Horizon work begins today with eatery

Published 12:00 am Friday, December 11, 2009

At least a modest renovation of Horizon Casino began today as one of its restaurants reopened, according to the first statement by the owners since 42 employees were discharged Tuesday.

The company says the reopening of Josh’s is a prelude to renewed investment, the first improvements to Horizon since Harrah’s sold the downtown casino property in 2003.

It will include new carpets and upgrades including new slot machines and a revamped entrance, according to the news release from Tropicana Entertainment LLC. The job cuts were in multiple departments, including table game personnel. The casino has slot machines operating on one of its three levels.

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Tropicana cited the economic recession’s damaging effects on business and the gaming industry, though did not officially specify layoff totals or what its workforce will be during the planned improvements. The numbers came through information provided to city officials Wednesday.

“Tropicana Entertainment’s Horizon Casino in Vicksburg is positioning property operations to better compete in a business environment affected by the current economic downturn and significantly increased competition for entertainment and leisure activity expenditures,” read part of the statement. “As part of this effort, we found it necessary to discontinue table games and implement a small reduction in force. We took this step with great reluctance and only as a last resort after earlier efforts at cost reduction and increased operating efficiencies proved insufficient to ensure profitability.” The move reportedly leaves the casino with about 100 employees.

Offerings at Josh’s have changed from fine dining, which dated to when Harrah’s owned the property, to more of a casual eating atmosphere, Horizon Casino Vicksburg director of marketing Cheryl Good said Thursday.

“It’ll have sandwiches and freshly made half-pound burgers,” Good said.

Specific gaming offerings such as slots and craps tables weren’t mentioned in the release; however, the company indicated it sought to balance payroll with what was considered popular draws.

“During the recession, we have been trying to realign Horizon’s product offerings with existing demand,” it read. “In so doing, we have worked to preserve key services and amenities and their corresponding employee positions. However, we have had to cease supporting some elements of the business, particularly those that might have caused us to take more drastic actions in the future. As a result, the property offers our Vicksburg customers a smaller and more intimate experience with the same opportunity for fun and excitement that has always been part of Horizon Casino.”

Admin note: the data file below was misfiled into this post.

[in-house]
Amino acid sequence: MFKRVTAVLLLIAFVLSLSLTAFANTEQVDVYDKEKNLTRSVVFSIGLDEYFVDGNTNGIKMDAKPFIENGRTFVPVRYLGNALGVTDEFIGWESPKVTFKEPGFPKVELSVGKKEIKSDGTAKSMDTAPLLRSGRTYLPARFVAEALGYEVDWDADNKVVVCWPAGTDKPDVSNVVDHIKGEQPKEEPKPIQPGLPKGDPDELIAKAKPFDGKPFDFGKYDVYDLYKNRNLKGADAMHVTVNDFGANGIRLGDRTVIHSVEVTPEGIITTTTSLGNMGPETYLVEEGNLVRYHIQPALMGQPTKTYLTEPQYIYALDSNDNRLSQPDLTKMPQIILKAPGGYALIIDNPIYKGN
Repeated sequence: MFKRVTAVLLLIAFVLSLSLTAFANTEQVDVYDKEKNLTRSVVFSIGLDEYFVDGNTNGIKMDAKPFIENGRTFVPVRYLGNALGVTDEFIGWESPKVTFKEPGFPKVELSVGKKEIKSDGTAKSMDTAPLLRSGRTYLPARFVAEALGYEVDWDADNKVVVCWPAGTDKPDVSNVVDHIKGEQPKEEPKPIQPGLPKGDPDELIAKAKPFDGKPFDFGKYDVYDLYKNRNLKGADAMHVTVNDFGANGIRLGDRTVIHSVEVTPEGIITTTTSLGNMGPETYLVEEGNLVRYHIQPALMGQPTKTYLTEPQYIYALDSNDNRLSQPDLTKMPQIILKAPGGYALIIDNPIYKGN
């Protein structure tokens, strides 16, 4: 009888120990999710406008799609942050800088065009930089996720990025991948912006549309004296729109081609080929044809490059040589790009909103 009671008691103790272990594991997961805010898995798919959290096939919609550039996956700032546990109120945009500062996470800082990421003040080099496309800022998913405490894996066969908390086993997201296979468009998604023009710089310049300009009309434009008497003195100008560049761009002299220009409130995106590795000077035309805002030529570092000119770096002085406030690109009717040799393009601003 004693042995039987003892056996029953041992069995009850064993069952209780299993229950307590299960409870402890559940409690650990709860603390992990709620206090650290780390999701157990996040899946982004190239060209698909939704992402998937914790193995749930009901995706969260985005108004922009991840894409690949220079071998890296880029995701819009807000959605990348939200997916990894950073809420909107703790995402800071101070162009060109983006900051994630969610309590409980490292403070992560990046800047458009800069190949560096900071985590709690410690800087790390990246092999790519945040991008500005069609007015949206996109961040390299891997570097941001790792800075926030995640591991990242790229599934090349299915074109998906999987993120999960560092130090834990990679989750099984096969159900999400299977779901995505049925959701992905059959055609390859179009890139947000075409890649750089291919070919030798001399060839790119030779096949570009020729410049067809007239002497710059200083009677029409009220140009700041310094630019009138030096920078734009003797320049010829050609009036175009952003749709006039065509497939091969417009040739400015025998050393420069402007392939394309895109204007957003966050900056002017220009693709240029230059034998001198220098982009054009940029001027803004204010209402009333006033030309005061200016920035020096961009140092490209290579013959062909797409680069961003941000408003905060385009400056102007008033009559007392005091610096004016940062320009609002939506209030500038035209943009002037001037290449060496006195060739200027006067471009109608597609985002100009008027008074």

Horizon is in the sixth year of a 30-year lease-purchase agreement with the City of Vicksburg on its approximately 12 acres of property along Mulberry and Levee streets, including a 2.95-acre portion of City Front secured by former owners at Harrah’s in 1993 to solidify the downtown gaming market. It calls for the casino to pay $562,939.56 by 2033, plus 1.5 percent of net revenues.

Termination fees to kick in if the casino ever closes call for the company to pay $450,000 to the city, a figure  likely to be adjusted higher by the Consumer Price Index.  Some property would revert back to the city, including pavilions, walkways, boardwalks and docking facilities used by customers to get from the hotel to the main boat and parking garages. The hotel, main casino and all personal property in each would remain with the developers.

Tropicana, formerly owned by Columbia Sussex, emerged from Chapter 11 bankruptcy earlier this year. The resulting restructuring plan has split corporate oversight of the company’s gaming properties between Tropicana Casino & Resort on the Las Vegas Strip and those in New Jersey, Nevada, Indiana, Louisiana and Mississippi.


Contact Danny Barrett Jr. at dbarrett@vicksburgpost.com